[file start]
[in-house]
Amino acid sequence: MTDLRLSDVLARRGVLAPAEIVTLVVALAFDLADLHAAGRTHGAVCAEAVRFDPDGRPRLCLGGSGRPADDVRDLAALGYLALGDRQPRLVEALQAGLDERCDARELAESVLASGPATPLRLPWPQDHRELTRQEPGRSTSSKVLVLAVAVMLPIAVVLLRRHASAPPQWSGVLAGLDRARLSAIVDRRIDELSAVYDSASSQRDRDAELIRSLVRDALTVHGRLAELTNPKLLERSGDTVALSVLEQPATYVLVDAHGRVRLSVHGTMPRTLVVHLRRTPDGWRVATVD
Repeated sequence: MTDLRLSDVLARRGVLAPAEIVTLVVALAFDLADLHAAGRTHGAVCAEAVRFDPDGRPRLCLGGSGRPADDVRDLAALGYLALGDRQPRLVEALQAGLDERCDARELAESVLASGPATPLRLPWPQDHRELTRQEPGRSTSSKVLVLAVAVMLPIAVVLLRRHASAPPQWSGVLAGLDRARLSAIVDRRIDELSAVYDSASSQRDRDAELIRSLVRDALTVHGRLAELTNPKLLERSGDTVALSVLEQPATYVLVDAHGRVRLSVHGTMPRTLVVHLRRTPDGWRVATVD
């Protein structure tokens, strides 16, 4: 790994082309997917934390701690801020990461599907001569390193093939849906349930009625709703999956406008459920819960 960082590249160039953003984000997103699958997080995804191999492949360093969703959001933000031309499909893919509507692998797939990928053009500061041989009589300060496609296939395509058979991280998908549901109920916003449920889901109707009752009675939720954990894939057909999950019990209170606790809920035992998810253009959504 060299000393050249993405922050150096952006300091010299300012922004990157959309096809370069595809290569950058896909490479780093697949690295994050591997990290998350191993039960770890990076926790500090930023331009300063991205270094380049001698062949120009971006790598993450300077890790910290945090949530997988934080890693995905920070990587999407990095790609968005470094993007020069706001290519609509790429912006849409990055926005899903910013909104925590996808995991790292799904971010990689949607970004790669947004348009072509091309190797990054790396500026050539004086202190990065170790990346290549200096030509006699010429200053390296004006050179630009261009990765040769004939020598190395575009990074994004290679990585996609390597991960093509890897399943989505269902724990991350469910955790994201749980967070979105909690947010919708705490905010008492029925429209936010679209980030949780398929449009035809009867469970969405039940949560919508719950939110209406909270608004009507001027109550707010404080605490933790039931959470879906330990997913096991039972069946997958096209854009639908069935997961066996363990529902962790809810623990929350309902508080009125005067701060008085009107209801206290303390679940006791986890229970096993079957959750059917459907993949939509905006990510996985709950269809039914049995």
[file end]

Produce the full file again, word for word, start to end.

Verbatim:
[in-house]
Amino acid sequence: MTDLRLSDVLARRGVLAPAEIVTLVVALAFDLADLHAAGRTHGAVCAEAVRFDPDGRPRLCLGGSGRPADDVRDLAALGYLALGDRQPRLVEALQAGLDERCDARELAESVLASGPATPLRLPWPQDHRELTRQEPGRSTSSKVLVLAVAVMLPIAVVLLRRHASAPPQWSGVLAGLDRARLSAIVDRRIDELSAVYDSASSQRDRDAELIRSLVRDALTVHGRLAELTNPKLLERSGDTVALSVLEQPATYVLVDAHGRVRLSVHGTMPRTLVVHLRRTPDGWRVATVD
Repeated sequence: MTDLRLSDVLARRGVLAPAEIVTLVVALAFDLADLHAAGRTHGAVCAEAVRFDPDGRPRLCLGGSGRPADDVRDLAALGYLALGDRQPRLVEALQAGLDERCDARELAESVLASGPATPLRLPWPQDHRELTRQEPGRSTSSKVLVLAVAVMLPIAVVLLRRHASAPPQWSGVLAGLDRARLSAIVDRRIDELSAVYDSASSQRDRDAELIRSLVRDALTVHGRLAELTNPKLLERSGDTVALSVLEQPATYVLVDAHGRVRLSVHGTMPRTLVVHLRRTPDGWRVATVD
């Protein structure tokens, strides 16, 4: 790994082309997917934390701690801020990461599907001569390193093939849906349930009625709703999956406008459920819960 960082590249160039953003984000997103699958997080995804191999492949360093969703959001933000031309499909893919509507692998797939990928053009500061041989009589300060496609296939395509058979991280998908549901109920916003449920889901109707009752009675939720954990894939057909999950019990209170606790809920035992998810253009959504 060299000393050249993405922050150096952006300091010299300012922004990157959309096809370069595809290569950058896909490479780093697949690295994050591997990290998350191993039960770890990076926790500090930023331009300063991205270094380049001698062949120009971006790598993450300077890790910290945090949530997988934080890693995905920070990587999407990095790609968005470094993007020069706001290519609509790429912006849409990055926005899903910013909104925590996808995991790292799904971010990689949607970004790669947004348009072509091309190797990054790396500026050539004086202190990065170790990346290549200096030509006699010429200053390296004006050179630009261009990765040769004939020598190395575009990074994004290679990585996609390597991960093509890897399943989505269902724990991350469910955790994201749980967070979105909690947010919708705490905010008492029925429209936010679209980030949780398929449009035809009867469970969405039940949560919508719950939110209406909270608004009507001027109550707010404080605490933790039931959470879906330990997913096991039972069946997958096209854009639908069935997961066996363990529902962790809810623990929350309902508080009125005067701060008085009107209801206290303390679940006791986890229970096993079957959750059917459907993949939509905006990510996985709950269809039914049995």